TBT: How Patrick Roy Changed the Face of Hockey

This week longtime New Jersey Devils goalie Martin Brodeur announced his retirement after a short stint with the St. Louis Blues. Hearing all the talk about Brodeur reminded me of the old rivalry between him and Patrick Roy. Most hockey fans have a definite stance as to which goalie they think was better.

Brodeur has more regular season wins, Roy has more playoff wins. You can look at  bunch more stats, you can argue about ties vs. shootouts. You can point out how much longer Bordeur’s career was than Roy’s, 22 vs. 17.

 

They both have Stanley Cups and loads of trophies. Roy is already in the Hockey Hall of Fame. Brodeur will join him soon. Roy has had his number retired by two teams, the Colorado Avalanche and the Montreal Canadiens. Brodeur is sure to have his retired by the Devils.

In short, Martin Brodeur and Patrick Roy are both extraordinarily accomplished hockey goal tenders.

However, Patrick Roy as a goalie has one distinct edge that Brodeur never matched. Roy changed the face of goal tending by popularizing the butterfly style.

The Butterfly Style

Everyone knows what the butterfly style of goal tending looks like — just watch anyone from Montreal’s Carey Price to Colorado rookie Calvin Pickard. Goalies are adding their own spin, of course, but the butterfly is overwhelmingly the style of choice.

It is a very effective style. The goalie’s big leg pads cover the lower part of the net as he wings his legs out. He wings his arms up, and even more of the net is covered.

Developing the Butterfly Style

Patrick Roy didn’t invent the style. Rather, in the 1940s and 50s, goalie Glenn Hall started dropping to his knees to stop pucks. Most other goalies bent over or kicked pucks away. This was an era before masks and when their legs were covered in padded leather.

Goalies Tony Esposito and Roger Crozier further adapted the style in the 1970s. Equipment had improved, but it was nowhere near as protective as it is now.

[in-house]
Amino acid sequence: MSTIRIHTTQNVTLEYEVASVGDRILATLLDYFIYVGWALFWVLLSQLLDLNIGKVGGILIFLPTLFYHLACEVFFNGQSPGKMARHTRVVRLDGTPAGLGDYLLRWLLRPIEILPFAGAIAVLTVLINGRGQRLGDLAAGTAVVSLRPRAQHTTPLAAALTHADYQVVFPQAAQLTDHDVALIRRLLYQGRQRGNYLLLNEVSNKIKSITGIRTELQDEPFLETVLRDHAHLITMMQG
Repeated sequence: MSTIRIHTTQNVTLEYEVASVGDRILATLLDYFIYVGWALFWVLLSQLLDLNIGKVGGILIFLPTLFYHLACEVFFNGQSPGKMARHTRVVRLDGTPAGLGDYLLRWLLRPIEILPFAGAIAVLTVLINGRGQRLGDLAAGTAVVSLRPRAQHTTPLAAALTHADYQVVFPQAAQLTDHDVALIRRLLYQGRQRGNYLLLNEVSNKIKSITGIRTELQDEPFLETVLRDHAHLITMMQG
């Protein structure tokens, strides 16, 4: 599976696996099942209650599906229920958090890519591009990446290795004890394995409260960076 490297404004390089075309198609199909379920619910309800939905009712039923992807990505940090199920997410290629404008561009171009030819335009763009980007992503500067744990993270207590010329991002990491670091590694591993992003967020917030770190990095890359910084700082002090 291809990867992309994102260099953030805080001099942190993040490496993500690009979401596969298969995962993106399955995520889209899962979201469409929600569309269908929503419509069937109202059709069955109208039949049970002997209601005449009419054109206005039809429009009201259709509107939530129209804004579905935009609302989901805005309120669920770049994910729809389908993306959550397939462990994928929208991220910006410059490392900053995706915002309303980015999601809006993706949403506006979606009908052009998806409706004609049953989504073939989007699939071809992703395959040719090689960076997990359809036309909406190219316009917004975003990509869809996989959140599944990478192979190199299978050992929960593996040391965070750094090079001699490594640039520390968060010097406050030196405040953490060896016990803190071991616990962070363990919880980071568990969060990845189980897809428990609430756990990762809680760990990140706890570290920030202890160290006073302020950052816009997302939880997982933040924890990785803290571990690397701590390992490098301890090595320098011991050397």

In the 1980s, as Roy was starting his career, the pads changed to the pillow-looking structures we’re used to now. Masks fully covered the head and neck, and goalies began wearing full torso padding. (It’s bigger now, but so are players, and they’re shooting with composite sticks.)

Patrick Roy and the Butterfly

Goalie coach Francois Allair, who was once Patrick Roy’s own coach, was a big advocate of the butterfly style. He’s a gifted coach, as we’ve seen from his work with Semyon Varlamov. He helped Roy perfect his technique, and then Roy’s natural talent took over.

Roy made it look so easy. He had fantastic reflexes that allowed him to make his highlight-worthy saves. However, his day-to-day butterfly style allowed him to backstop two different teams to four Stanley Cups. He simply stopped more than 90% of the goals that came at him.

Goalies and goalie coaches noticed the effectiveness of the technique. They also realized it was easier to teach such skills rather than have a goalie rely so much on his reflexes, as the stand-up style does. Yes, butterfly goalies must still have lightning-quick reflexes, but the butterfly is a good standby.

Today, the butterfly has been hybridized. Players who like soccer sometimes add elements of that style of goal tending. Others mix in their own moves — forwards have found the flaws in the butterfly, so it has to keep metamorphosing, so to speak.

However, the foundation remains the same — the butterfly that Patrick Roy popularized.

Martin Brodeur, on the other hand, was considered the last of the full stand-up goalies. His style is not a revolution — it was the old way, one that he was gifted in employing.

To be fair, the NHL did change a rule thanks to Brodeur’s puck handling, but it’s not the same. Goalie schools across the world aren’t teaching his specific techniques — he was just that talented.

So, the debate can rage on about who was the better goalie. They were both extraordinary. However, my vote goes for Patrick Roy simply because of the legacy he left behind for the sport.